Mittwoch, 26. Oktober 2016
Migrant Landing at Pozzallo: “Improvised, Overcrowded Centres, The Closed Borders Are Pushing the Reception System into Collapse”
Paola Ottaviano from Borderlin Sicily, an association of legal experts which is extremely active in assisting migrants, explains the situation of the Sicilian Hotspot: “The Italian system of helping migrants has not been reorganised, nor rethought through so as to manage this consistent influx of people.”
When you see them disembark without shoes, with their arms and legs marked by cuts and burns, with confused gazes, you ask yourself what their future holds. Where they will be taken, if they will be listened to with respect, be protested, heard – or if, on the contrary, they will remain for months within the so-called Hotspots such as that at Pozzallo. Overcrowded, filthy complexes where humanity is forgotten.
With around 6,000 new arrivals on our coasts in the last two days, the Italian reception system is collapsing even more. 153,450 migrants landed in the first 10 months of 2016, of whom 20,000 are unaccompanied minors. This represents an increase of 10% in comparison with the same period last year.
“The number is much greater than in the past, but no one could possibly talk of an emergency”, comments Paola Ottaviano from Borderline Sicily, an association of legal experts which is extremely active in assisting migrants, as well as making official complaints regarding cases of failed reception. “Given the situation in Libya, what's happening here is entirely predictable and calculable.” The reception system is being pushed into collapse – Ottaviano explains – by the closing of the borders. “The Hotspot approach includes Italy being responsible for 100% of identifications, and Europe for the relocations. But the result has been that of the 160,000 positions foreseen for migrants arriving in Italy and Greece, there have been only 5,000 “relocated” thus far. In the meantime, our reception system has not been reorganised, nor rethought through so as to manage this consistent influx of people.”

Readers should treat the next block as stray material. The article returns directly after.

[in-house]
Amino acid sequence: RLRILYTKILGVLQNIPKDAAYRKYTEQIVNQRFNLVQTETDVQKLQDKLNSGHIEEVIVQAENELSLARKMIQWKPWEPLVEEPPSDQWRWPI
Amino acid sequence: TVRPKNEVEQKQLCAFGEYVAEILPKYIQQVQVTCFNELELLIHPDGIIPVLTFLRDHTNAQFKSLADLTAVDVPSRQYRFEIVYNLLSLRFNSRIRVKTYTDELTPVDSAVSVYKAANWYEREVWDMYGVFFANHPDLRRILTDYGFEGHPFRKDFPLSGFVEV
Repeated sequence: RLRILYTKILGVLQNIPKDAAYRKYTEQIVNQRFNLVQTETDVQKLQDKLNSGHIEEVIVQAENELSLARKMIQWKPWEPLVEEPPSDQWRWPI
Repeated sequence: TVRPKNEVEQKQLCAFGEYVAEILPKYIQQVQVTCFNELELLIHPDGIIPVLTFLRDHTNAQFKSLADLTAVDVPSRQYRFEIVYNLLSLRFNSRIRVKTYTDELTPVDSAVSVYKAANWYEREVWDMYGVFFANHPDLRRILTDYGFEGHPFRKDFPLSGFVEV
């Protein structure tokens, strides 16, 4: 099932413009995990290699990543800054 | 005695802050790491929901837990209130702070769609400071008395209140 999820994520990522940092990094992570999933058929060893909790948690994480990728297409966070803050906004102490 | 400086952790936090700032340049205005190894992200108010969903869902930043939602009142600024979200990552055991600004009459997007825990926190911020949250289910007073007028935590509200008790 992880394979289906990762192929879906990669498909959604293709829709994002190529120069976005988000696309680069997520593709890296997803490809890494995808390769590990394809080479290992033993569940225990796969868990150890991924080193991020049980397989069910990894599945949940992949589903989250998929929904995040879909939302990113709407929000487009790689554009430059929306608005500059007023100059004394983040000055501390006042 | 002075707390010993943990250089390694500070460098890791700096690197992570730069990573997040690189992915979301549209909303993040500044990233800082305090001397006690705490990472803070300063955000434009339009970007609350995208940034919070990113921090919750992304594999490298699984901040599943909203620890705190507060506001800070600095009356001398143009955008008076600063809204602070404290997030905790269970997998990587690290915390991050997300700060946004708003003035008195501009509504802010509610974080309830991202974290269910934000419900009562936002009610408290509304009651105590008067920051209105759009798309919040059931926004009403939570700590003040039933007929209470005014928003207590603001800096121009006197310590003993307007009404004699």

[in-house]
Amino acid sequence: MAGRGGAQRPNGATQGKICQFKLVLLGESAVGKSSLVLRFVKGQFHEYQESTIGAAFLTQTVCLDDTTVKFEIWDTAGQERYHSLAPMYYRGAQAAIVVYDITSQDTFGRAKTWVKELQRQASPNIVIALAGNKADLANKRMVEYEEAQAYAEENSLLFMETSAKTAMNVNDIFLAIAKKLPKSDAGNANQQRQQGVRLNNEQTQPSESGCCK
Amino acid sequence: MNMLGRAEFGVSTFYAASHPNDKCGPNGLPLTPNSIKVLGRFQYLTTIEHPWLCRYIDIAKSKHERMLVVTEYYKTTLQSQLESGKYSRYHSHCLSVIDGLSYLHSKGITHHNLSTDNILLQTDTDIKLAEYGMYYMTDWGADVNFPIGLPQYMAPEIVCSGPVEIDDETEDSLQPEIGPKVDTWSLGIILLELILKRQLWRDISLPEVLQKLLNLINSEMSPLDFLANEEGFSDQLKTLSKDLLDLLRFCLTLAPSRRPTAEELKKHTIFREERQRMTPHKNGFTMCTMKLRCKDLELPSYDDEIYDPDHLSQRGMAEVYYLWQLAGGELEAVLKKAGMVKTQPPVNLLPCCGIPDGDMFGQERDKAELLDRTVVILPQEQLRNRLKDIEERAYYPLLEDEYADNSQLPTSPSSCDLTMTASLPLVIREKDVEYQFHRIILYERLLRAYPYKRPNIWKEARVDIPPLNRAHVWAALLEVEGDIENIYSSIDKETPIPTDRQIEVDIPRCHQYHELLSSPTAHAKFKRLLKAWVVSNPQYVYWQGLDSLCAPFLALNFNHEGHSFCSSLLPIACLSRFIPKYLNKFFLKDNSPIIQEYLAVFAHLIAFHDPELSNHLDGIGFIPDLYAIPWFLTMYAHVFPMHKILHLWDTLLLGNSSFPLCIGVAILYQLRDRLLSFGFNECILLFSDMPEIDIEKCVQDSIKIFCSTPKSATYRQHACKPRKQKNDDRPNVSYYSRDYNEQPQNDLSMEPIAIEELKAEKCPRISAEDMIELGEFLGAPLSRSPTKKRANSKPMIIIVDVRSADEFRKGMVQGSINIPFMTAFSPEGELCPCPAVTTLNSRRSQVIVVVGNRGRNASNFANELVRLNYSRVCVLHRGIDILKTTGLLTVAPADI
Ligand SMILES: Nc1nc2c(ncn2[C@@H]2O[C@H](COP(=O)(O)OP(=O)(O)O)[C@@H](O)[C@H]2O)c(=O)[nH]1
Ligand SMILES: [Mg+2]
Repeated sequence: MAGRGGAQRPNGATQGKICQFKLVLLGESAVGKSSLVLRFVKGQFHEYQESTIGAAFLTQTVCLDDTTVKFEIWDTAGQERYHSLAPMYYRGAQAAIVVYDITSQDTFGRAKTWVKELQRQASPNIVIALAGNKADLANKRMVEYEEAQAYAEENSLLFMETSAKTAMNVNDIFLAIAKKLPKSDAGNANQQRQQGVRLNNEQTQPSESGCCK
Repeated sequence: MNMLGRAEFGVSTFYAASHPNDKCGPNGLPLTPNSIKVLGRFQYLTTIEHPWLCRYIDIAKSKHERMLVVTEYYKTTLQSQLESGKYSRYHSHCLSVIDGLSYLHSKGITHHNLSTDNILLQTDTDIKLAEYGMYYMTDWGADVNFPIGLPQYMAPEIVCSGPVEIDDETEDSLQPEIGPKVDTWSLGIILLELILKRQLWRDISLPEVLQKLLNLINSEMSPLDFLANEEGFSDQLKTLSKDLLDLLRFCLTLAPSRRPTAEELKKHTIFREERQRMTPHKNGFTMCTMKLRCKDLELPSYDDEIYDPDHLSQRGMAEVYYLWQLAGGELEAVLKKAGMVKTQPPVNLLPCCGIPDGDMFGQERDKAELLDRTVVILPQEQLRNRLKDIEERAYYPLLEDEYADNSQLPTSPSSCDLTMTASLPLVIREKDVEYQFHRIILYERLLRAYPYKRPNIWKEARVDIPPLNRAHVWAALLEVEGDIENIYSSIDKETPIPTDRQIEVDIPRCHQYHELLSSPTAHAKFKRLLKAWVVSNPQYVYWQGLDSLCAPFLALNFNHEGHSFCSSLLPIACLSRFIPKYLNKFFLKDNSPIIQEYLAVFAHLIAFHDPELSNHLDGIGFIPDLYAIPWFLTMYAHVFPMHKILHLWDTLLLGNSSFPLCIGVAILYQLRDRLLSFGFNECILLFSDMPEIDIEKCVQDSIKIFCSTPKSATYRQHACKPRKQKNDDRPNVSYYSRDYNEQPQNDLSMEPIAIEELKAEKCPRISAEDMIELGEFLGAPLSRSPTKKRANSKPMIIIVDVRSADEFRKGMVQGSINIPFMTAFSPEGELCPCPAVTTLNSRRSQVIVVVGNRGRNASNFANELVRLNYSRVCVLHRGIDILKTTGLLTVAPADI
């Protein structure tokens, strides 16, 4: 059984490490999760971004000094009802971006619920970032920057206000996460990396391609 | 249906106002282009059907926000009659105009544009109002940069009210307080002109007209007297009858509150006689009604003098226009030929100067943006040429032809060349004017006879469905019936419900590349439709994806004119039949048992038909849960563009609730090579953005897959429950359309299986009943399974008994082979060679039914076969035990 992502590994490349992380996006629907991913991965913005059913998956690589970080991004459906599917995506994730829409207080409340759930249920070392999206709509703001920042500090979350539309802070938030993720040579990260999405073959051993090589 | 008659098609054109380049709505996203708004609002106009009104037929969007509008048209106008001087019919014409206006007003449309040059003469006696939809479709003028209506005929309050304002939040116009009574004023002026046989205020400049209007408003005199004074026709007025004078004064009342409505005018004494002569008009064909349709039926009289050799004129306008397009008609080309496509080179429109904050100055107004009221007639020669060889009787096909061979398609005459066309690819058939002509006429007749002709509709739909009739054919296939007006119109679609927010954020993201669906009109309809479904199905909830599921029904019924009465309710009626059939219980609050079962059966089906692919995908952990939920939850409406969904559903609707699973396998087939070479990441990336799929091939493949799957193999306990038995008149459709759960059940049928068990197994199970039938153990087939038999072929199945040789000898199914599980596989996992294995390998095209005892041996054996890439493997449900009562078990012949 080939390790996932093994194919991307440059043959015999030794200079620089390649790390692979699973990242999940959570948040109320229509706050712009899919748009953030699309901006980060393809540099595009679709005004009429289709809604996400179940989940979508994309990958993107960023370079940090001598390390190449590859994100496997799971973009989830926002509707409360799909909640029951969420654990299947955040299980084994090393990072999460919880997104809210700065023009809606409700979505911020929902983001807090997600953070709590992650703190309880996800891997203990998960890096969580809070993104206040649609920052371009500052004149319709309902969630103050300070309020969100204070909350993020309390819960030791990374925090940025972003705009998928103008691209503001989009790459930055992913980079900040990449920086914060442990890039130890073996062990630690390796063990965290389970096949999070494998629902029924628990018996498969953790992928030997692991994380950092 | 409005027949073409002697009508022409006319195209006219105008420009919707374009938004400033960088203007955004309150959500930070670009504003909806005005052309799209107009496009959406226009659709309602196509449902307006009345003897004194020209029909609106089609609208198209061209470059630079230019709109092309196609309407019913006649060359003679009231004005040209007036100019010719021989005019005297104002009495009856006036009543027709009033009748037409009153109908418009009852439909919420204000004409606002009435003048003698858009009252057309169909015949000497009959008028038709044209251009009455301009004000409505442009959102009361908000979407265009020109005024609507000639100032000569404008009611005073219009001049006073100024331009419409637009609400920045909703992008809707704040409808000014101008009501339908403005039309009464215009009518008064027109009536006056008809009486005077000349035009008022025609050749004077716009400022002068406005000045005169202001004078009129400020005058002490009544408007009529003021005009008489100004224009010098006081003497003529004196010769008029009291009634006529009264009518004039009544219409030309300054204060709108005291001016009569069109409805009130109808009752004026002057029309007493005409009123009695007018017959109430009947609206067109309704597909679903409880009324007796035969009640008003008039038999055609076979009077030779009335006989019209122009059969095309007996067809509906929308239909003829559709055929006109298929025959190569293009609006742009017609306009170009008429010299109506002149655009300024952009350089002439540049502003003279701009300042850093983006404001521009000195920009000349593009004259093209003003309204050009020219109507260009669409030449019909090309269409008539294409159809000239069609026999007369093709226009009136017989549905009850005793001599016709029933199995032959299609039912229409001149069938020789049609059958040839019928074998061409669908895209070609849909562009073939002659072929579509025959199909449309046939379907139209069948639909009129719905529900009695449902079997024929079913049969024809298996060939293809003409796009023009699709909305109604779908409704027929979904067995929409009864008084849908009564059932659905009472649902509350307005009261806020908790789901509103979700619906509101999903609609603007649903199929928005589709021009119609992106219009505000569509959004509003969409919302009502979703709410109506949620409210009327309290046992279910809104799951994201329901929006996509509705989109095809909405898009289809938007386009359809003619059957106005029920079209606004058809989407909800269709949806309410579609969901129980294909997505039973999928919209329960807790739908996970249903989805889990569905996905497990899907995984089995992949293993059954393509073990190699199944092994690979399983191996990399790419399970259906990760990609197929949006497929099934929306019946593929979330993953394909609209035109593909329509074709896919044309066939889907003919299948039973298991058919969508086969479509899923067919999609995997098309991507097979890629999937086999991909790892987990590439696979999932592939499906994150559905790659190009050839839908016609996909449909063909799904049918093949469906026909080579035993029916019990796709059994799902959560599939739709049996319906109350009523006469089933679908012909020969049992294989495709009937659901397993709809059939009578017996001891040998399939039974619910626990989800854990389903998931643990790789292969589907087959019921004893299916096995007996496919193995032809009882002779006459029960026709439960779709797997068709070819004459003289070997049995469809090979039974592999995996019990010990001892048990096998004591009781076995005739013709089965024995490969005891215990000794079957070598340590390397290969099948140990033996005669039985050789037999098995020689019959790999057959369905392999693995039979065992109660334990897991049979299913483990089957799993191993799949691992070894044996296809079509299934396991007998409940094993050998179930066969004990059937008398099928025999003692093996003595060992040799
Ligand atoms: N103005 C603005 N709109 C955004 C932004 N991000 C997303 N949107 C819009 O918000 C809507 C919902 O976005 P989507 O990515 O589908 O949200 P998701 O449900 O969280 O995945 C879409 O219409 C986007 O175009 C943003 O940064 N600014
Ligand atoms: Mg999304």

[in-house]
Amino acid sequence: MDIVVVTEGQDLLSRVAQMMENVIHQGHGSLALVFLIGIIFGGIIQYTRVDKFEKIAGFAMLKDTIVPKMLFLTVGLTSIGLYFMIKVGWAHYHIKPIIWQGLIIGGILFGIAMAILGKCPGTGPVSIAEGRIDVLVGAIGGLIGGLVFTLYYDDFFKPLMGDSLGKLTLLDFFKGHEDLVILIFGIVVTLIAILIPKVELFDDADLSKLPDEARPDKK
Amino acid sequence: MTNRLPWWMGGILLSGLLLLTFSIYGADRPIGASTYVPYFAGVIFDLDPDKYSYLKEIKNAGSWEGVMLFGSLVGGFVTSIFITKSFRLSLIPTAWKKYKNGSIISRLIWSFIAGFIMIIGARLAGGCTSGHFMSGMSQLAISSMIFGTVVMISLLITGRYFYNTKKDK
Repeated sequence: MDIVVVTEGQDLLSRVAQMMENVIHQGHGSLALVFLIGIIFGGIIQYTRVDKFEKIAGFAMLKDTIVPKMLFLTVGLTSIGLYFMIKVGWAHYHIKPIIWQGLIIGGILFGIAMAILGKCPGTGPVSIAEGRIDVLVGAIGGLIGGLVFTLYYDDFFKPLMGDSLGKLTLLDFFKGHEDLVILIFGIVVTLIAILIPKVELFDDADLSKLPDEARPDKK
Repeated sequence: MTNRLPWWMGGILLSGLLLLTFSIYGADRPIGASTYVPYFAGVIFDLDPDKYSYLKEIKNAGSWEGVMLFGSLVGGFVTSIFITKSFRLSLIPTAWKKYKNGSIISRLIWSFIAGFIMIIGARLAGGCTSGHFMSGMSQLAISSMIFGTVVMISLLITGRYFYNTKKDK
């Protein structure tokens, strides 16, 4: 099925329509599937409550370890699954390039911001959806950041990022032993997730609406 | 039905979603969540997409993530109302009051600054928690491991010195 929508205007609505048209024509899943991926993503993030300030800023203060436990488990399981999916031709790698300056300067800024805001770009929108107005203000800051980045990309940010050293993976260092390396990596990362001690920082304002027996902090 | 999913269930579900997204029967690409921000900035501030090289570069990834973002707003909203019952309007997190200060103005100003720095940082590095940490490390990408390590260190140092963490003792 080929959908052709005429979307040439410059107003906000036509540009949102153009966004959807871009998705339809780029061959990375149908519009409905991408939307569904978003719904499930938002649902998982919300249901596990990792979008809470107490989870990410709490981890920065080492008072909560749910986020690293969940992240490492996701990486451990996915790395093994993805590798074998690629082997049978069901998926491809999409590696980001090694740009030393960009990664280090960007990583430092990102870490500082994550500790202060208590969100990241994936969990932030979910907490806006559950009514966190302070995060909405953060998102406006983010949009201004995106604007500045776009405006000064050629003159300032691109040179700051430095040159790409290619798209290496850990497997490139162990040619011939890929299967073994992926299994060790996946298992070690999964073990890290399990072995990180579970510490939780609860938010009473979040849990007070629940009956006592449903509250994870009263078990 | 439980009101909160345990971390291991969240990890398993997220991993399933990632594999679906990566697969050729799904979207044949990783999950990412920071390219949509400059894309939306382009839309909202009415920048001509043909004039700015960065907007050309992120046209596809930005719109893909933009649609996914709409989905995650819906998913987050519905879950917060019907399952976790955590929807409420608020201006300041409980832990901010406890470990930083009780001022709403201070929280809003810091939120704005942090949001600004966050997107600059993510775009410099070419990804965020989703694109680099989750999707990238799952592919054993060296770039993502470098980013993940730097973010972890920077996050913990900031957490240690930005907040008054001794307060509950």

Every day there are official complaints against new cases of failed reception in Sicily, Borderline's legal experts emphasise. “Improvised, overcrowded centres, lack of qualified staff, degrading and out of control situations.” Those who pay the most are frequently the unaccompanied minors. “The Prefecture has promised the opening of new “emergency” reception centres for 50 minors at most. But these centres would automatically be the 'extraordinary' reception centres where young people risk being abandoned for months” Ottaviano concludes.
Project "OpenEurope" - Oxfam Italia, Diaconia Valdese, Borderline Sicilia Onlus
Translation: Richard Braude